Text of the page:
2009 Record Year For Foreclosures

It's official: 2009 was the worst year ever for foreclosures.

A record 2.8 million properties were hit by foreclosure, according to a new report by RealtyTrac, the Irvine, Calif.-based research firm. That's up 21 percent from 2008, and 120 percent from 2007.

The company reports that half of this carnage comes from just four states -- California, Florida, Arizona, and Illinois, which, together, saw 1.4 million homes make their way onto America's Boulevard of Broken Dreams.

Don't expect the bad news to stop any time soon. RealtyTrac's chief executive officer, James Saccaccio, didn't sound an optimistic note in announcing the year end data. "In the long term, a massive supply of delinquent loans continues to loom over the housing market, and many of those delinquencies will end up in the foreclosure process in 2010 and beyond as lenders gradually work their way through the backlog."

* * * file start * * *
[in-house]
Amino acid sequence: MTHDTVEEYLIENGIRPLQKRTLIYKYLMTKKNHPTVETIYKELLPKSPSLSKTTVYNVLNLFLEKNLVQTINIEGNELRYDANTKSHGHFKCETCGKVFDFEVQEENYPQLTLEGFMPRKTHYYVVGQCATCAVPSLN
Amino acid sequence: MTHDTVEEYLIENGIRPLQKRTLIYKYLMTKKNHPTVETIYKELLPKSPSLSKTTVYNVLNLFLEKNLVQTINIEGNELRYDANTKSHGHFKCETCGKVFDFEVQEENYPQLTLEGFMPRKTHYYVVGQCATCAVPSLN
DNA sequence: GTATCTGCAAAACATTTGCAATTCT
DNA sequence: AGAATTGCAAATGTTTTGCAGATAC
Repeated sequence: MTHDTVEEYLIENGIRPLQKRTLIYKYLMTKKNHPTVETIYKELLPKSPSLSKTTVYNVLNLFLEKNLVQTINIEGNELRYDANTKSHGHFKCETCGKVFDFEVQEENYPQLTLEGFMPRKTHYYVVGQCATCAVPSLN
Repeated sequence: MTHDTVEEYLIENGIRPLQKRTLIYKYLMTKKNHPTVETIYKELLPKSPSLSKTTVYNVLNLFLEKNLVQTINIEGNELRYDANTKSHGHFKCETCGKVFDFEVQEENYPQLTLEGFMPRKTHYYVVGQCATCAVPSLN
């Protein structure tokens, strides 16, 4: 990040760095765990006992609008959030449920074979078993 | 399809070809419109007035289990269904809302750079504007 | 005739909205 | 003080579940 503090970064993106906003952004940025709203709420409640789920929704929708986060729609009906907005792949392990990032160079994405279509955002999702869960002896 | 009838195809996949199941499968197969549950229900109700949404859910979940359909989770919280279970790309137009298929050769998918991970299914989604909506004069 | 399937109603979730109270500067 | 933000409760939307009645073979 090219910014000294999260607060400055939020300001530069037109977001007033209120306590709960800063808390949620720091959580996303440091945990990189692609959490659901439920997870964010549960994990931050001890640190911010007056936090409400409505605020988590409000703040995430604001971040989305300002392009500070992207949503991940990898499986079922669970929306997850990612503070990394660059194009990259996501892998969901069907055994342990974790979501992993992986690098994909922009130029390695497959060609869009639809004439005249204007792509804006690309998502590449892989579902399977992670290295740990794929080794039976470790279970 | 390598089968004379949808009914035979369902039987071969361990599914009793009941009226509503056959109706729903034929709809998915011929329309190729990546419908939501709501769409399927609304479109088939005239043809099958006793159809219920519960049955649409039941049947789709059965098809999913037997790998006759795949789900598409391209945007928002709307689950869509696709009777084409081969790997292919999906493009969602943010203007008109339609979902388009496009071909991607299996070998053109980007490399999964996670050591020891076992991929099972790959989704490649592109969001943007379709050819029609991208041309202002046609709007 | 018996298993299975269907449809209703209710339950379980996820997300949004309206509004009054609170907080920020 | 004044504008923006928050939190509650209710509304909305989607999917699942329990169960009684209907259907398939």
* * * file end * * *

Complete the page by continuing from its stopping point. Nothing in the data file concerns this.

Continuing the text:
The AP reports that in Illinois, one in every forty homes foreclosed during 2009. RealtyTrac predicts that the nation's foreclosures could hit 3 million this year.

But could 2010 be a tipping point, the year when foreclosures peak and start to diminish? Some economists and industry observers believe foreclosures will peak in 2010 before their levels start falling. Kenneth Rosen, chair of the Fisher Center for Real Estate at the University of California at Berkeley, said so in a Bloomberg interview, citing stabilizing employment and housing prices. The MBA (Mortgage Bankers Association) has also pegged 2010 as the end of the decline.

Let's hope they are right.

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